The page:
### Re: Quadrics kinda sorta work for real time

Posted:

**Tue Sep 11, 2012 9:02 am**Hmm. Maybe this can actually work ...

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Posted: **Tue Sep 11, 2012 9:02 am**

Hmm. Maybe this can actually work ...

Posted: **Tue Sep 11, 2012 4:16 pm**

cool. Can you explain more? Which what is kinda working?

Posted: **Tue Sep 11, 2012 6:38 pm**

Think of the grey cylinders as control mesh. If you applied mid-edge subdivision, the limit surface would consist of four curved triangular patches (order 2 Bezier triangles, I presume). What you are actually seeing are four triangular quadric patches, that seem to approximate the actual limit surface fairly well. "Fairly well" at least considering that no actual subdivision was done, and that four quadrics is the minimum number required (because that is the number of patches of the limit surface).

The 16 spheres along the outer rim are positioned on the limit surface to guarantee C0 connectivity to adjacent patches (because 5 points uniquely specify a conic curve). The inner 9 spheres are in some sense free parameters, but cannot be chosen arbitrarily (I still have to work out the exact constraints ... don't hold your breath; it is not as simple as a tetrahedral hull).

This single example doesn't prove anything, other than the approach has survived one more obstacle that could have killed the idea. The example is a rather friendly case, where the control mesh topology is regular (4 sided faces and vertices of valence 4), not too convoluted, and still relatively close to the "flat" case (which would yield a piece of the Zwart-Powell element). More contorted control meshes probably require a subdivision step or two before quadrics are a reasonably nice fit. No idea yet what happens at irregular faces or vertices.

The 16 spheres along the outer rim are positioned on the limit surface to guarantee C0 connectivity to adjacent patches (because 5 points uniquely specify a conic curve). The inner 9 spheres are in some sense free parameters, but cannot be chosen arbitrarily (I still have to work out the exact constraints ... don't hold your breath; it is not as simple as a tetrahedral hull).

This single example doesn't prove anything, other than the approach has survived one more obstacle that could have killed the idea. The example is a rather friendly case, where the control mesh topology is regular (4 sided faces and vertices of valence 4), not too convoluted, and still relatively close to the "flat" case (which would yield a piece of the Zwart-Powell element). More contorted control meshes probably require a subdivision step or two before quadrics are a reasonably nice fit. No idea yet what happens at irregular faces or vertices.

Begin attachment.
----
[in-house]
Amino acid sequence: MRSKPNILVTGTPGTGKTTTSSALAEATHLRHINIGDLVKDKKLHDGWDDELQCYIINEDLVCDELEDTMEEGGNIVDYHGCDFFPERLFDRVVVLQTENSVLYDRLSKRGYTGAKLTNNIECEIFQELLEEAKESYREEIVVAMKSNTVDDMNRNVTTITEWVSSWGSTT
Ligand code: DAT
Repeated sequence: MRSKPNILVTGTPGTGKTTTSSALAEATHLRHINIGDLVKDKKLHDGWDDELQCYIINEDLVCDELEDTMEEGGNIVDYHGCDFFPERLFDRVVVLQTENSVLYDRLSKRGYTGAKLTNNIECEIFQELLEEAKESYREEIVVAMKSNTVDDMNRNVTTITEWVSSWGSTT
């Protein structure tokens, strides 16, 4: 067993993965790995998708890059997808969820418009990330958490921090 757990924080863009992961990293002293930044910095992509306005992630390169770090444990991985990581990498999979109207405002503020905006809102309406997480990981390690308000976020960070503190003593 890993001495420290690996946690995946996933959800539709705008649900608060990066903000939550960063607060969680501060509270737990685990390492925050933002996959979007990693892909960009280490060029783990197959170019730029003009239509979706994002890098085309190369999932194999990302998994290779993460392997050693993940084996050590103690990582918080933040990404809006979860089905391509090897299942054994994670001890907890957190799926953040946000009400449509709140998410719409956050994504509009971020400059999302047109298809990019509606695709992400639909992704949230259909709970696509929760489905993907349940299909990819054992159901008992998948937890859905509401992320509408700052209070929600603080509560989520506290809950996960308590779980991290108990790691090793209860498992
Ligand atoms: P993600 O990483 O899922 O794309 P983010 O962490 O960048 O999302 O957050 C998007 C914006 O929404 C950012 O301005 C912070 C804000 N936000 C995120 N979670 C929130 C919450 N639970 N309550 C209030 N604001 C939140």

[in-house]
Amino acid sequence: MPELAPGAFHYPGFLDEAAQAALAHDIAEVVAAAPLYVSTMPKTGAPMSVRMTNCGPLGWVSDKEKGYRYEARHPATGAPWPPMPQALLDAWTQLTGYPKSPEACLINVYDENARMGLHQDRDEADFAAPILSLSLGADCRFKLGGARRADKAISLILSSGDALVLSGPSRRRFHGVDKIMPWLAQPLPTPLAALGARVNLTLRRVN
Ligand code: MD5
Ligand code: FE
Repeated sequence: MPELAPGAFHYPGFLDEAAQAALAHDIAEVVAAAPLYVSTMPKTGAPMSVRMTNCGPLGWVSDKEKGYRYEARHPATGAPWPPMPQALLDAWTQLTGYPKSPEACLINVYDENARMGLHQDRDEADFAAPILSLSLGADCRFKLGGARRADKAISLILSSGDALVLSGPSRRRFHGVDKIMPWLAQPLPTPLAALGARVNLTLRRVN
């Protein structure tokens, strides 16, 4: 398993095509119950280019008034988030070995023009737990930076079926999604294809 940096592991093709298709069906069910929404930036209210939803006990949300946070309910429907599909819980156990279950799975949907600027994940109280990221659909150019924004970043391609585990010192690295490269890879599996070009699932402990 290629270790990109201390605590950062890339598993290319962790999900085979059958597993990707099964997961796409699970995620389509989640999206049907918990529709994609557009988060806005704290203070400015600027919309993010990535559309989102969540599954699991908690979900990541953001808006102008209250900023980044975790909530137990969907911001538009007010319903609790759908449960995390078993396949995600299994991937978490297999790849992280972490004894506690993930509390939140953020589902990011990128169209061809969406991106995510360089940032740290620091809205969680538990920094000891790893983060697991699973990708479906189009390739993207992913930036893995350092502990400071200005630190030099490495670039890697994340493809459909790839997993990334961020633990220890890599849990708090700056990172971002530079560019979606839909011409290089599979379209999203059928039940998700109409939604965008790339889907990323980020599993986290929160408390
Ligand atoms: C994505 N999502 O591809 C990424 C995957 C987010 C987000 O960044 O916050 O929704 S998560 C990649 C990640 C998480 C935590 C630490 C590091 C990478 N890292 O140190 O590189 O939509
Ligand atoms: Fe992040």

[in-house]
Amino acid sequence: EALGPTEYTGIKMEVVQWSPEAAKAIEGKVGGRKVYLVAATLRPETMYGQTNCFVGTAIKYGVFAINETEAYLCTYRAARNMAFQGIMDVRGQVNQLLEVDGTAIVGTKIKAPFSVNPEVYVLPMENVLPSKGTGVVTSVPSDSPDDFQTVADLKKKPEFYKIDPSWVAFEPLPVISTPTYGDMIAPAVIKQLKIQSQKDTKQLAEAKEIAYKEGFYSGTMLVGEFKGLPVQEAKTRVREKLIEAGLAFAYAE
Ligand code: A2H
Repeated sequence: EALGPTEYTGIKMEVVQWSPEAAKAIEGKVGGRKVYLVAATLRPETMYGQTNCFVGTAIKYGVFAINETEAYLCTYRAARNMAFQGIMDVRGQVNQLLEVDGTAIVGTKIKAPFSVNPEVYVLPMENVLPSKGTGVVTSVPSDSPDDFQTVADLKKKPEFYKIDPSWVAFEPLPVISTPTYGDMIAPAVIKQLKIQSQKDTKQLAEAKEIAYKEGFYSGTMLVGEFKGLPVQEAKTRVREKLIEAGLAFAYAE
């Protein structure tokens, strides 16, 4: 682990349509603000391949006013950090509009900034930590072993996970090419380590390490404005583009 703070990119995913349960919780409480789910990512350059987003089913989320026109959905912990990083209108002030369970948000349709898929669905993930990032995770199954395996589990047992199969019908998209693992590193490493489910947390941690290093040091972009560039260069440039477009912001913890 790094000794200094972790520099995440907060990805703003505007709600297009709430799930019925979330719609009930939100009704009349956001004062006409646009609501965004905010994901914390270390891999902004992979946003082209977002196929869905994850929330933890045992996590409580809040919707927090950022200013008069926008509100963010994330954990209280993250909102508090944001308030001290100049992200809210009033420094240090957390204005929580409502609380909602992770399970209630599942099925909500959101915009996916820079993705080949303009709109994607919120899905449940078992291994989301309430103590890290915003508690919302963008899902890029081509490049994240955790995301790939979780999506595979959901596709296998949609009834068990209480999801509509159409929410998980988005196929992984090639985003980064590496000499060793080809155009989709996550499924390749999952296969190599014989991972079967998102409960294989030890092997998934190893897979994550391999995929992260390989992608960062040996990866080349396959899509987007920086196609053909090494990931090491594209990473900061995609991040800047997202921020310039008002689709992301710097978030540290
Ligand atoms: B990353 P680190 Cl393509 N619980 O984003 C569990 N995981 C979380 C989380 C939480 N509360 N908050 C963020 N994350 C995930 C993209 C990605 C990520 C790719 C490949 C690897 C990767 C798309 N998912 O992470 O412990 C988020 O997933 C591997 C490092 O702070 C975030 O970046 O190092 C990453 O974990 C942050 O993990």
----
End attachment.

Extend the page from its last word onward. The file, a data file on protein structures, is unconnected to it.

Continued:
Posted: **Tue Sep 11, 2012 7:24 pm**

I'm looking forward to the point where you can provide memory/speed comparisons between small tessellation into quadrics vs deep tessellation into triangles at the same perceptual quality I will be eagerly watching this thread

Posted: **Tue Sep 11, 2012 8:17 pm**

Today: a lab experiment; tomorrow: a prototype; next week: the world!

But jokes aside, this will be a long road. GraphicsMan, "you da man!" for pointing me to a much better starting point than what I have tried on my own. In the unlikely case that I do indeed end up enabling ubiquitous curved surfaces on digital screens everywhere, you'll know that it's all your fault. And in the more likely case that I spectacularly fail, I will still be amazed by all the interesting things I learned along the way.

I'll reverse my earlier decision about giving up on this project. Instead I'm going to pester my acquaintances in academia to see if someone can feed me while I develop this further. Now I can finally prepare tangible examples, where before I only had a vague intuition. That's a very welcome change.

But jokes aside, this will be a long road. GraphicsMan, "you da man!" for pointing me to a much better starting point than what I have tried on my own. In the unlikely case that I do indeed end up enabling ubiquitous curved surfaces on digital screens everywhere, you'll know that it's all your fault. And in the more likely case that I spectacularly fail, I will still be amazed by all the interesting things I learned along the way.

I'll reverse my earlier decision about giving up on this project. Instead I'm going to pester my acquaintances in academia to see if someone can feed me while I develop this further. Now I can finally prepare tangible examples, where before I only had a vague intuition. That's a very welcome change.

Posted: **Mon Dec 03, 2012 11:09 pm**

Slow progress (no bonus points if you can spot the obvious bugs and flaws):